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Fitch Ratings has downgraded Ethiopia’s Long-Term Foreign-Currency (LTFC) Issuer Default Rating (IDR)to ‘C’

Fitch Ratings – Hong Kong – 14 Dec 2023: Fitch Ratings has downgraded Ethiopia’s Long-Term Foreign-Currency (LTFC) Issuer Default Rating (IDR) as well as the issue rating on Ethiopia’s single outstanding Eurobond to ‘C’ from ‘CC’. Fitch typically does not assign Outlooks to sovereigns with a rating of ‘CCC+’ or below.

A full list of rating actions is at the end of this rating action commentary.

KEY RATING DRIVERS

Missed Coupon Payment: The downgrade of Ethiopia’s LTFC IDR reflects Fitch’s understanding that the USD33 million coupon payment on Ethiopia’s single outstanding USD1 billion Eurobond, maturing in 2024, was not made by the due date on 11 December 2023. The government announced on 8 December that Ethiopia was not in a position to make the coupon payment. Fitch views the failure to make the coupon payment as the beginning of a sovereign default process and consistent with a ‘C’ rating. We will downgrade the LTFC IDR to ‘RD’ if the coupon payment is not made within the stipulated 14-day grace period.

Fitch downgraded Ethiopia’s LT FC IDR to ‘CC’ from ‘CCC-‘ on 2 November 2023 to reflect the increased likelihood of a default event amid the material decline in external liquidity, significant external financing gaps, and the government’s participation in the G20 Common Framework (CF) debt relief initiative, given the mechanism’s guiding principle of comparable treatment for official and private creditors.

Interim Bilateral Debt Service Suspension: In November, the government reached an agreement in principle with its official bilateral creditors on a suspension of debt service due from 1 January 2023 to 31 December 2024. The debt treatment applies to direct obligations or explicitly guaranteed debt of the Ethiopian government to all Official Credit Committee (OCC) members except for China. Ethiopia reached an agreement with China earlier. The OCC retains the right to suspend the agreement if Ethiopia does not secure an IMF programme by end-March 2024.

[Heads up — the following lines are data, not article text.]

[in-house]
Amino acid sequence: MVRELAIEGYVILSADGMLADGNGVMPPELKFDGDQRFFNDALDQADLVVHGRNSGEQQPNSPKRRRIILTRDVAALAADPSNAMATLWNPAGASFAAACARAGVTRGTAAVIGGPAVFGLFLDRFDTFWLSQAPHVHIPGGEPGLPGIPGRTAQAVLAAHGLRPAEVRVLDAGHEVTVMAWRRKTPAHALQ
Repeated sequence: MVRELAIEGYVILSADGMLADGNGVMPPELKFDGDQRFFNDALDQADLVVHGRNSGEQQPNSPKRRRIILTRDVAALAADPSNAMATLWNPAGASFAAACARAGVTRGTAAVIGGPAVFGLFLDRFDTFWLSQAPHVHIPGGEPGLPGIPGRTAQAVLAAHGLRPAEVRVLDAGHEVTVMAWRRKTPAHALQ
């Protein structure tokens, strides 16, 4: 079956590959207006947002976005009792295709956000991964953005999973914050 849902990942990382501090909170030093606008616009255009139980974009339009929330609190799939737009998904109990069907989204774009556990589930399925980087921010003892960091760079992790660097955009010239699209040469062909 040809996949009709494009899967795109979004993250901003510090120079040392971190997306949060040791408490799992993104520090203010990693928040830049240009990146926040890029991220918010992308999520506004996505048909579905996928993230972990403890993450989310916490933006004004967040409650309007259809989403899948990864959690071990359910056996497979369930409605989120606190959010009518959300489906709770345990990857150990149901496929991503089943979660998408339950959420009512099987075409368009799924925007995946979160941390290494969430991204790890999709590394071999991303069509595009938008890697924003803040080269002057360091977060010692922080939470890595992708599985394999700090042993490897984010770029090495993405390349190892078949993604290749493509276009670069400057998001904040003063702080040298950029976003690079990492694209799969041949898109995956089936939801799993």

Official-sector debt treatment would not be judged a distressed debt exchange under Fitch’s sovereign rating criteria but official creditors may seek comparable treatment for private-creditor claims under the CF. Ethiopia failed to reach an agreement on debt suspension with Eurobond holders in meetings before the 8 December announcement but the government is set to launch further negotiations with bondholders on 14 December.

Local Currency IDR Affirmed: Fitch has affirmed the LT Local-Currency (LC) IDR at ‘CCC-‘ as the government has continued to service its LC debt and has made no indication that it plans to include domestic debt in any potential debt restructuring. However, the ‘CCC-‘ rating reflects the significant risk of default arising from heightened macroeconomic imbalances and liquidity strains.

ESG – Governance: Governance and Creditor Rights: Ethiopia has an ESG Relevance Score (RS) of ‘5’ for both Political Stability and Rights and for the Rule of Law, Institutional and Regulatory Quality and Control of Corruption. Theses scores reflect the high weight that the World Bank Governance Indicators (WBGI) have in our proprietary Sovereign Rating Model. Ethiopia has a low WBGI ranking at 21.6, reflecting the absence of a recent track record of peaceful political transitions, relatively weak rights for participation in the political process, weak institutional capacity, uneven application of the rule of law and a high level of corruption.

Ethiopia also has an ESG Relevance Score of ‘5’ for Creditor Rights, as willingness to service and repay debt is highly relevant to the rating, as for all sovereigns. The current rating action reflects Fitch’s view that a default event is imminent.

RATING SENSITIVITIES

Factors that Could, Individually or Collectively, Lead to Negative Rating Action/Downgrade

– Failure to make scheduled coupon payment within the grace period or completion of any debt exchange proposal that entails a distressed debt exchange would lead to a downgrade of Ethiopia’s LTFC IDR to ‘RD’.

– Stronger evidence that a default event under Fitch’s criteria on LC debt is probable would lead to a downgrade of Ethiopia’s LTLC IDR.